iOS 18’s Satellite Messaging Is a Game Changer | Lifehacker

With the iPhone 14, Apple introduced a new way to communicate: Emergency SOS via Satellite. With it, you can reach out to emergency services even when you have no signal. The feature guides you on how to connect your iPhone to the nearest satellite overhead, and once connected, allows you to contact help (albeit, much more limited and slowly than usual).

It’s a fantastic safety feature, both for those who frequent areas of low cellular coverage, as well as in emergencies when cell service is unavailable. But that latter point is really the main downside of the feature: It’s only available for emergencies. If you don’t have any service and you’re perfectly safe, you can’t use the feature to simply send a message to a friend or family member to check in. Unless you want to get the police involved in your update, you’ll just have to wait until you’re back within range of a cell signal or wifi.

Messages via satellite

That changes with iOS 18: Apple’s upcoming OS (currently in beta testing) includes an update to its satellite communications feature. When it drops, you’ll be able to send, via satellite, any message, not just emergency ones. So, when you happen to be totally without service, not only can you send an update letting people you’re okay, you can keep up with your chats as you normally would.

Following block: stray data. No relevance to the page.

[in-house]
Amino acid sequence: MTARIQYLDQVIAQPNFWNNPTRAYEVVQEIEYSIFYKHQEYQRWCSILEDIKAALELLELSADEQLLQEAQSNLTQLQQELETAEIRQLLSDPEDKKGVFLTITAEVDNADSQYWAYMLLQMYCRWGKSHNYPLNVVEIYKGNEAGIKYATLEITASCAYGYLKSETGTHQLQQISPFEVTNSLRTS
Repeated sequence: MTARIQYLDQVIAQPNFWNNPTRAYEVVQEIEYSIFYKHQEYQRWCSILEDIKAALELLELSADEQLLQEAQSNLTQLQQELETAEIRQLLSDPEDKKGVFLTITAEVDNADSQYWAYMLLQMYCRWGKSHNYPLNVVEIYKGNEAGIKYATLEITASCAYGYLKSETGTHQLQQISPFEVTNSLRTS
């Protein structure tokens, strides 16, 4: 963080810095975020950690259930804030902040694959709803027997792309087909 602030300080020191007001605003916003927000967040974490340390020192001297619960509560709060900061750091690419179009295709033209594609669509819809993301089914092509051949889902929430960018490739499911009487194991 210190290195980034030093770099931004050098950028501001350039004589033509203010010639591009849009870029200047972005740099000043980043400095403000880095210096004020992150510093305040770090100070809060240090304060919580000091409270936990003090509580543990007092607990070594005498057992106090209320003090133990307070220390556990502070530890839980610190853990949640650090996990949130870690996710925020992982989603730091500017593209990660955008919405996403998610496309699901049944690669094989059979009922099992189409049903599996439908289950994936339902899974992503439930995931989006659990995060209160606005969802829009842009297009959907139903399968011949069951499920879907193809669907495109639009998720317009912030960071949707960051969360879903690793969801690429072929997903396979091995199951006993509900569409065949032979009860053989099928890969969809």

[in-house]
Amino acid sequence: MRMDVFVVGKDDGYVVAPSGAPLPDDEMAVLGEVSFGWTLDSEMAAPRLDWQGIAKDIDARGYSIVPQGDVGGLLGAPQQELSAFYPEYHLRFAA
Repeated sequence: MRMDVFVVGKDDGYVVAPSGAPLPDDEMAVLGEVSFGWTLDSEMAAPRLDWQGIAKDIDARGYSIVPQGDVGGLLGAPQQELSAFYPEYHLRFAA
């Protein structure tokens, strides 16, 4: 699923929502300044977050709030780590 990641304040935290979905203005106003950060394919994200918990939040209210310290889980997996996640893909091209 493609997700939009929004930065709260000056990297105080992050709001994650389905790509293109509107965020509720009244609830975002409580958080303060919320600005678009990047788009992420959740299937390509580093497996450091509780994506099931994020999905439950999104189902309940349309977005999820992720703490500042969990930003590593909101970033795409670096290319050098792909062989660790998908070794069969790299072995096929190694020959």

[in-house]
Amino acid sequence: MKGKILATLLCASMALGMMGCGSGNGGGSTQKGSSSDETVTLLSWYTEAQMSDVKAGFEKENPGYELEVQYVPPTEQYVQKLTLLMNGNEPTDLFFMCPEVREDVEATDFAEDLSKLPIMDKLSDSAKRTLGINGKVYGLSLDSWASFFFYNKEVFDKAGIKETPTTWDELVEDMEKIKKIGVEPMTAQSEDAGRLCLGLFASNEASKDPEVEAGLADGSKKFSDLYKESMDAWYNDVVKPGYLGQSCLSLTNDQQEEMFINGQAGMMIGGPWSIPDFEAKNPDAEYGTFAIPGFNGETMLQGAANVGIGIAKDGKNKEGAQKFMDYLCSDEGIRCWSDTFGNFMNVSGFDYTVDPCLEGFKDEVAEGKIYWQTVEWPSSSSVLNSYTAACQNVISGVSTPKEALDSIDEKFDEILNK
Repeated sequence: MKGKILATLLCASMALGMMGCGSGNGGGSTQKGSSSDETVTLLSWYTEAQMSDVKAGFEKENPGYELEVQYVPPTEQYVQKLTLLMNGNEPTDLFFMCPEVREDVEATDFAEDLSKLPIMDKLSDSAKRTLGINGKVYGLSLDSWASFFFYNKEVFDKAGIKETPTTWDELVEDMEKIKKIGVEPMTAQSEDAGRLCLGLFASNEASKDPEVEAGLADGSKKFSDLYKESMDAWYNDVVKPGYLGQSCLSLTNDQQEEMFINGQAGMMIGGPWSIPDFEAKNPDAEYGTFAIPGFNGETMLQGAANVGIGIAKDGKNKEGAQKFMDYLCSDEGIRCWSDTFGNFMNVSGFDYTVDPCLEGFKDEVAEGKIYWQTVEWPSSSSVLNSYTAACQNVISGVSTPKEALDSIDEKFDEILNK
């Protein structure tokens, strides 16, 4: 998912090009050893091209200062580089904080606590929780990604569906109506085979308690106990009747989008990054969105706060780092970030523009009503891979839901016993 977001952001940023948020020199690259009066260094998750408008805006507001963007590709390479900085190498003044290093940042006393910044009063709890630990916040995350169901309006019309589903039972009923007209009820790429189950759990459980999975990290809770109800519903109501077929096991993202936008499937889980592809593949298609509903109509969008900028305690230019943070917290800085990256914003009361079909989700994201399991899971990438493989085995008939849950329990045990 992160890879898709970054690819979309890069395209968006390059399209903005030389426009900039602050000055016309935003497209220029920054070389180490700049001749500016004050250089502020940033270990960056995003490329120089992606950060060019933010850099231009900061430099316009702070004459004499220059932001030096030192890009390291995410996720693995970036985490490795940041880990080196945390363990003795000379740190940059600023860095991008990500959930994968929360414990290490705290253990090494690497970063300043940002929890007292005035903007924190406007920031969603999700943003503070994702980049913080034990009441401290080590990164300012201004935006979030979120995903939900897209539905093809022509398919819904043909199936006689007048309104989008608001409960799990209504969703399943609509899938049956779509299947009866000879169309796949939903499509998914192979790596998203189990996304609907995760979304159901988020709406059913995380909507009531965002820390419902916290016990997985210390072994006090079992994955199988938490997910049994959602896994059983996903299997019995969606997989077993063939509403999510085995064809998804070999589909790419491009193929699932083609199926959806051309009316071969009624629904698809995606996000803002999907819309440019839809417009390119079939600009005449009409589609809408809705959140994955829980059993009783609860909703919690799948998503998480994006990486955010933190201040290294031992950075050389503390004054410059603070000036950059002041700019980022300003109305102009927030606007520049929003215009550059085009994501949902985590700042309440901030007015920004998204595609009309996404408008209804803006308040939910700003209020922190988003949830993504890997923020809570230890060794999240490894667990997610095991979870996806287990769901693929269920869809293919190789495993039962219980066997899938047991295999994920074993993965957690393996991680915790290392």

When it comes to iMessage, almost nothing about the experience is compromised. You’ll be able to send and receive messages, emojis, and Tapbacks (the reactions such as “thumbs up” or “Ha Ha”). Plus, all of your messages are still end-to-end encrypted, so there’s no security breach using satellites for relaying your messages vs. cell towers or the internet. You don’t need to do anything special to trigger the feature, either: Once your iPhone loses a network connection, and switches to “SOS only,” you’ll see a notification on the Lock Screen inviting you to message via satellite. You don’t even need to tap this alert, though. Just start typing a message, and if there’s no service, your iPhone will send it via satellite automatically.

You’ll know this is happening, because there will be a “Satellite” tag next to the “iMessage” tag in the text field in your thread. You might also be clued in because some messages may take quite a while to send and receive, as they’re beaming up to a satellite first before being routed to their destination. As with Emergency SOS via Satellite, iOS will guide you on angling your iPhone towards the nearest satellite overhead. You’ll need a clear view of the sky, with few (if any) tall obstructions, including trees and buildings. Assuming conditions are correct, however, you’ll be able to message away.

iMessages will come in automatically, even over satellite, so while you might not keep up with the messages as quickly as you normally would, they’ll all eventually arrive. However, SMS texts will only work if you initiate the conversation: If an Android friend texts you while you’re out of service, for example, you won’t receive it. But if you send a message, you’ll receive their direct response.

Unfortunately, the feature doesn’t support RCS, the texting protocol iOS 18 is finally adopting. While mildly disappointing, the feature itself is so cool I can completely overlook RCS’ omission. Lack of service is no longer a hindrance to missing out on communications. You won’t drive through a remote road and receive a barrage of missed iMessages once you reconnect to service: Those messages will still appear on your iPhone as they were sent. You can take a trip somewhere without internet and still be able to give updates to people about your experience.

Of course, if you’re the kind of person that enjoys these little breaks from society, there’s always the foolproof solution: turning off your iPhone altogether.